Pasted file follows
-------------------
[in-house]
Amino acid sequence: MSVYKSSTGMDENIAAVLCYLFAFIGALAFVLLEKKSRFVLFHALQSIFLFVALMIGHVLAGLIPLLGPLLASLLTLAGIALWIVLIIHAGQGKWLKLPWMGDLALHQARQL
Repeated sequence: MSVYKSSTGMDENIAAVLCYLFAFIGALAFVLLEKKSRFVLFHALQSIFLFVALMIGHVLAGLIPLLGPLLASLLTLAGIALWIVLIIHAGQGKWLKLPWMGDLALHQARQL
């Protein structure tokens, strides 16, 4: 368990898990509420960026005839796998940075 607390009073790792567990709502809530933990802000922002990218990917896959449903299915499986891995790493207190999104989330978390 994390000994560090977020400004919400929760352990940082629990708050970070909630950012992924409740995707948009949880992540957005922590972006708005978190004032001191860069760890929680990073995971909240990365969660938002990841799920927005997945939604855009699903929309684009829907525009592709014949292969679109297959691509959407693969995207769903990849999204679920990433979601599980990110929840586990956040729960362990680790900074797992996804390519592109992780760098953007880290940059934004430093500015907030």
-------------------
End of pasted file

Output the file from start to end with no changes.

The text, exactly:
[in-house]
Amino acid sequence: MSVYKSSTGMDENIAAVLCYLFAFIGALAFVLLEKKSRFVLFHALQSIFLFVALMIGHVLAGLIPLLGPLLASLLTLAGIALWIVLIIHAGQGKWLKLPWMGDLALHQARQL
Repeated sequence: MSVYKSSTGMDENIAAVLCYLFAFIGALAFVLLEKKSRFVLFHALQSIFLFVALMIGHVLAGLIPLLGPLLASLLTLAGIALWIVLIIHAGQGKWLKLPWMGDLALHQARQL
């Protein structure tokens, strides 16, 4: 368990898990509420960026005839796998940075 607390009073790792567990709502809530933990802000922002990218990917896959449903299915499986891995790493207190999104989330978390 994390000994560090977020400004919400929760352990940082629990708050970070909630950012992924409740995707948009949880992540957005922590972006708005978190004032001191860069760890929680990073995971909240990365969660938002990841799920927005997945939604855009699903929309684009829907525009592709014949292969679109297959691509959407693969995207769903990849999204679920990433979601599980990110929840586990956040729960362990680790900074797992996804390519592109992780760098953007880290940059934004430093500015907030």